|THE INDUSTRIAL RAILWAY RECORD
© APRIL 1973
EXPLOSION AT LLANELLY
"The .. subject of the present investigation was an 0−4−0 saddle tank made by Messrs. Black, Hawthorn & Co., of Gateshead, in the year 1873. In the same year it was delivered by Messrs. Hudswell, Clarke, & Co., of Leeds, to Mr. C.D. Phillips, then of Newport, Monmouthshire, where it was known by the name of 'Pallion'. ... The boiler was about 14 ft. in length. The barrel, which was 3 ft. 2 ins. in diameter, was made of three rings of plating originally 3/8 in. thick. The firebox was composed of copper. ... There were 80 brass tubes each 21/8 ins. in diameter. ... In the year 1882 the 'Pallion' was thoroughly overhauled and partially rebuilt by Messrs. Hudswell, Clarke, & Co., who supplied a new copper firebox and new tubes; and, on completion of the work, tested the boiler by water to 200 lbs., and by steam to 150 lbs. per sq. in. respectively."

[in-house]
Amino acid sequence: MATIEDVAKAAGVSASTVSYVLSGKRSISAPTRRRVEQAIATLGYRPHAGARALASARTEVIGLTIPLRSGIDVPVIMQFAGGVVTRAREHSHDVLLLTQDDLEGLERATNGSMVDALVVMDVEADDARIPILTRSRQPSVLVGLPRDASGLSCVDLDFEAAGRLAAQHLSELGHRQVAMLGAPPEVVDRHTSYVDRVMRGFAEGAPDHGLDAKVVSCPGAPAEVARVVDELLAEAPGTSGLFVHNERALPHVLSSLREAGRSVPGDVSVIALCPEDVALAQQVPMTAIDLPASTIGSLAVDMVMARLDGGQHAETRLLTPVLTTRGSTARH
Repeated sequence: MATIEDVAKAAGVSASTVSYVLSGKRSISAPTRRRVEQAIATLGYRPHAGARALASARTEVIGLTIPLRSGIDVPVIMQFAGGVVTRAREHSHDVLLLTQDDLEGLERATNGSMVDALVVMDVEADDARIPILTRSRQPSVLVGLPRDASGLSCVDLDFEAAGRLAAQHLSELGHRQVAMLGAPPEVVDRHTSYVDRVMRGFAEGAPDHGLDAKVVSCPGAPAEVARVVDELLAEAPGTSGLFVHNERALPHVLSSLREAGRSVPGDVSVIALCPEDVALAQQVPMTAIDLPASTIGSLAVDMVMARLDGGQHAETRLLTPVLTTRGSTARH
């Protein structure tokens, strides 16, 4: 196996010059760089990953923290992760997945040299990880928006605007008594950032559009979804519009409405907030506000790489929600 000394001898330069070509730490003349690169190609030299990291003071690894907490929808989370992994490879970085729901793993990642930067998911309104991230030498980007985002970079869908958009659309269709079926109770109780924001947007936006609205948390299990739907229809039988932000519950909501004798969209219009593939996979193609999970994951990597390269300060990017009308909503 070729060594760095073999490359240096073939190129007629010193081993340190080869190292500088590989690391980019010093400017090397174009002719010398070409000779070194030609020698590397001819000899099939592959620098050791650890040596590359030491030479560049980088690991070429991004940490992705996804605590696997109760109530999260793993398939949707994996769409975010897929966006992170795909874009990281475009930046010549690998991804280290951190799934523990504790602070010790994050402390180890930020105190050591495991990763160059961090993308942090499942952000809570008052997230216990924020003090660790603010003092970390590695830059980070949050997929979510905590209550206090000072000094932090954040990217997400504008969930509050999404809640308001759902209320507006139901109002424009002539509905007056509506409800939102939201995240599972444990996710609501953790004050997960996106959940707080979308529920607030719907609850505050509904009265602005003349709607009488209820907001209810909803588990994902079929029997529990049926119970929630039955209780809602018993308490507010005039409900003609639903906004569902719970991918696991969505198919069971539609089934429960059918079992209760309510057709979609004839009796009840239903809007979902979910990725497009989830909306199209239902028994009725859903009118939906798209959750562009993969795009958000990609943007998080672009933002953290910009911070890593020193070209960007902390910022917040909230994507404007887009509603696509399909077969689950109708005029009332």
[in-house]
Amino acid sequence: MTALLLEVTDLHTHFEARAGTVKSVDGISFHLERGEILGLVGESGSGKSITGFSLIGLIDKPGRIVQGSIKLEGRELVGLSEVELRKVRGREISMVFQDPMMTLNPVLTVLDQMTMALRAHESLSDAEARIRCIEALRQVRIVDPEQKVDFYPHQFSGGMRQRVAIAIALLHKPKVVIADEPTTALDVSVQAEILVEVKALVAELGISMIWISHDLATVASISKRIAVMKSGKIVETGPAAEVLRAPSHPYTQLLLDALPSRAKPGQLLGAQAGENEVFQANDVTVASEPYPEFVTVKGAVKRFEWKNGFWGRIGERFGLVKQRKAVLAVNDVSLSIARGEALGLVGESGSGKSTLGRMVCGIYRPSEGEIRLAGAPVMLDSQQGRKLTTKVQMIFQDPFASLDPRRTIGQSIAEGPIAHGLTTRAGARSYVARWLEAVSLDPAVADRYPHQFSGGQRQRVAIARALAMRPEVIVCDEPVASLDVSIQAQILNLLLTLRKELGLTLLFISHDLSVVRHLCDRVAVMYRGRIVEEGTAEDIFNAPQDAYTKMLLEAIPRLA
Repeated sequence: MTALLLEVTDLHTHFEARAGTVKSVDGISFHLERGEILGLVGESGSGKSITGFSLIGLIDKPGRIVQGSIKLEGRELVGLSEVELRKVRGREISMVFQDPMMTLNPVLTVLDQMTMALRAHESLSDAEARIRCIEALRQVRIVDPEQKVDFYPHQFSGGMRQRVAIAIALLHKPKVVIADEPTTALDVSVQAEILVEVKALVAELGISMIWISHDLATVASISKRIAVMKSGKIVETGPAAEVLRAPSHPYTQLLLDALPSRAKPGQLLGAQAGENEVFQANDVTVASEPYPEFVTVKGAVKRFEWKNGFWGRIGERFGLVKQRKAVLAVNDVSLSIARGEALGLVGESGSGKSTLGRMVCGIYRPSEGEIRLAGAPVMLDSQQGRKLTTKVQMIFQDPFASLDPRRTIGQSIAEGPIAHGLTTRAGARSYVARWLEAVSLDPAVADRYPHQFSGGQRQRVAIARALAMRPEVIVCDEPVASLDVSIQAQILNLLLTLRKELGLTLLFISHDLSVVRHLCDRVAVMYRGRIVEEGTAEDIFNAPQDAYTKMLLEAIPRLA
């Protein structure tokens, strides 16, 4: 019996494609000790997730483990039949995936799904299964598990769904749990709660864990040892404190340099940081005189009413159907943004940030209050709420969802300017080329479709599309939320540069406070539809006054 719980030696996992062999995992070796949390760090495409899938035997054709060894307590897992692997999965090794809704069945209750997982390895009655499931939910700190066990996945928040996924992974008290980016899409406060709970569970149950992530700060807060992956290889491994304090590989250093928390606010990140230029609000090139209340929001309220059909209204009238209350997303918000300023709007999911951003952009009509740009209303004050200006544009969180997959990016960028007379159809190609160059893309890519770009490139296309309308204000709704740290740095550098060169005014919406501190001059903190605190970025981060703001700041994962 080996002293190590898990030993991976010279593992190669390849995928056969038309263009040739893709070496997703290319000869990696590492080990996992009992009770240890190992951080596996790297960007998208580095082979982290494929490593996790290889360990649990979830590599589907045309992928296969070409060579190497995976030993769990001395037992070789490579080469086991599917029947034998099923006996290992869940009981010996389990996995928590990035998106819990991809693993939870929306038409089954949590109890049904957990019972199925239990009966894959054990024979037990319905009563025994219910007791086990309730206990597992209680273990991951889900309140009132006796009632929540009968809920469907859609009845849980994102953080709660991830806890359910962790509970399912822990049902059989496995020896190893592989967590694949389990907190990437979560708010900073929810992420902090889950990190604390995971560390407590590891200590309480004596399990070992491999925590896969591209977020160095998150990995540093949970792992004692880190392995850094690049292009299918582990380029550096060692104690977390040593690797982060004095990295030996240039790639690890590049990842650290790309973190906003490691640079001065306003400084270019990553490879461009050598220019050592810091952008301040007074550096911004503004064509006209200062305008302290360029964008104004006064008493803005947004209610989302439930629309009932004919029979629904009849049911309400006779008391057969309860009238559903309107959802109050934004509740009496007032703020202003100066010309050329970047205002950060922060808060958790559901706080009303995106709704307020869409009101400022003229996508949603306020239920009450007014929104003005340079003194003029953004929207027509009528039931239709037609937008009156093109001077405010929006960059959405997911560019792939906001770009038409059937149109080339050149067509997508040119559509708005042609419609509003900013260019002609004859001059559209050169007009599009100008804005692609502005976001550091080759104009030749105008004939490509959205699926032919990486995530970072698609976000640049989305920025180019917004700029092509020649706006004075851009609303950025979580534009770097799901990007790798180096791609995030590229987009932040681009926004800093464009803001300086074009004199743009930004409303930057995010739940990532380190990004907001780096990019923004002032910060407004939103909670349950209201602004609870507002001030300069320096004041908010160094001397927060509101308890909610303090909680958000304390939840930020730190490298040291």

"In the same year the locomotive was bought from Mr. Phillips by the Griff Colliery Company, Nuneaton, having been inspected, before purchase, by Mr. Andrew Mawbey, while undergoing the aforesaid repairs. It was then taken to the Griff Colliery, where it was worked at about 120 lbs. per sq. in., at which pressure it was able to draw a load of 75 tons on gradients of 1 in 40 or 1 in 30, and was known by the name of the "Swallow". In 1886 the engine was supplied with a new cylinder, and in 1888 the boiler was retubed. In 1894 it was thoroughly overhauled and almost rebuilt by Messrs. Bagnall, of the Castle Engine Works, Stafford... In 1898 the cylinder broke, and another was substituted in its place; but no further examination was made of the boiler after 1894. We were told that at the Griff Colliery Company the boiler was generally fed with rain water, but when there was a shortage of this, the feed was made up from water taken from the pit. The locomotive being found too light for. the work required of it, the Griff Colliery Company determined to sell it, and in November, 1901, a patch on the side, in the way of the longitudinal seam, having been fitted, owing to a leakage of steam, it was, in the same month, either sold to Messrs. J.H. Williams & Co., then Messrs. Williams, Cornforth, & Co., of Kidsgrove, or put in the hands of that firm for sale. Messrs. Williams having advertised it in their circular, received a letter dated the 20th November, 1901, from Messrs. Nevill, Druce, & Co., copper smelters, Llanelly, in the following terms:- "We notice in your list of machinery &c. received to-day a secondhand 12 in. 4 wheels coupled locomotive, Lot No.74, for sale. We are open to buy an engine of this type, and provided the price asked is strictly moderate, and the engine in fair condition, we are prepared to arrange to inspect her. We await your reply."